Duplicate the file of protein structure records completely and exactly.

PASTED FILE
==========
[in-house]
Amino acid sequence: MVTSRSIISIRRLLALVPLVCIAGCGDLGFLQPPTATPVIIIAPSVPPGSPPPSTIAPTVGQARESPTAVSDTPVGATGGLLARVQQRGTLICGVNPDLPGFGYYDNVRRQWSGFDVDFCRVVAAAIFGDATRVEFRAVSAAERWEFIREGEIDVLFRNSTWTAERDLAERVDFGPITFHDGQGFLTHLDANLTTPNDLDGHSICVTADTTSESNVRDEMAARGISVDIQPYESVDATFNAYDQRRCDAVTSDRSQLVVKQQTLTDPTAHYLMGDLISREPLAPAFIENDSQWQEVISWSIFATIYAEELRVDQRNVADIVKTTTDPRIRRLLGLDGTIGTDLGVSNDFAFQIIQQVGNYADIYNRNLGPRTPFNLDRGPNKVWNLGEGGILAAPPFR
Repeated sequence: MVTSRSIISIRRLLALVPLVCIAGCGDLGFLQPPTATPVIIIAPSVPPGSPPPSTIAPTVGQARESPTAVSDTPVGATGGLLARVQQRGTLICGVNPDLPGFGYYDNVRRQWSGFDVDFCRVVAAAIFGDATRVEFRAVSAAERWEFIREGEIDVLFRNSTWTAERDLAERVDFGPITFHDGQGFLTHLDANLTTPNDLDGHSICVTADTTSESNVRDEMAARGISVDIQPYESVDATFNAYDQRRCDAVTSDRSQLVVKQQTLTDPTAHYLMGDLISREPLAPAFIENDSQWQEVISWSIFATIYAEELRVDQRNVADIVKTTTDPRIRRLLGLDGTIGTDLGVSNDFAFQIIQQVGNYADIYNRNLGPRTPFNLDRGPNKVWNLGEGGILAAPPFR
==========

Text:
[in-house]
Amino acid sequence: MVTSRSIISIRRLLALVPLVCIAGCGDLGFLQPPTATPVIIIAPSVPPGSPPPSTIAPTVGQARESPTAVSDTPVGATGGLLARVQQRGTLICGVNPDLPGFGYYDNVRRQWSGFDVDFCRVVAAAIFGDATRVEFRAVSAAERWEFIREGEIDVLFRNSTWTAERDLAERVDFGPITFHDGQGFLTHLDANLTTPNDLDGHSICVTADTTSESNVRDEMAARGISVDIQPYESVDATFNAYDQRRCDAVTSDRSQLVVKQQTLTDPTAHYLMGDLISREPLAPAFIENDSQWQEVISWSIFATIYAEELRVDQRNVADIVKTTTDPRIRRLLGLDGTIGTDLGVSNDFAFQIIQQVGNYADIYNRNLGPRTPFNLDRGPNKVWNLGEGGILAAPPFR
Repeated sequence: MVTSRSIISIRRLLALVPLVCIAGCGDLGFLQPPTATPVIIIAPSVPPGSPPPSTIAPTVGQARESPTAVSDTPVGATGGLLARVQQRGTLICGVNPDLPGFGYYDNVRRQWSGFDVDFCRVVAAAIFGDATRVEFRAVSAAERWEFIREGEIDVLFRNSTWTAERDLAERVDFGPITFHDGQGFLTHLDANLTTPNDLDGHSICVTADTTSESNVRDEMAARGISVDIQPYESVDATFNAYDQRRCDAVTSDRSQLVVKQQTLTDPTAHYLMGDLISREPLAPAFIENDSQWQEVISWSIFATIYAEELRVDQRNVADIVKTTTDPRIRRLLGLDGTIGTDLGVSNDFAFQIIQQVGNYADIYNRNLGPRTPFNLDRGPNKVWNLGEGGILAAPPFR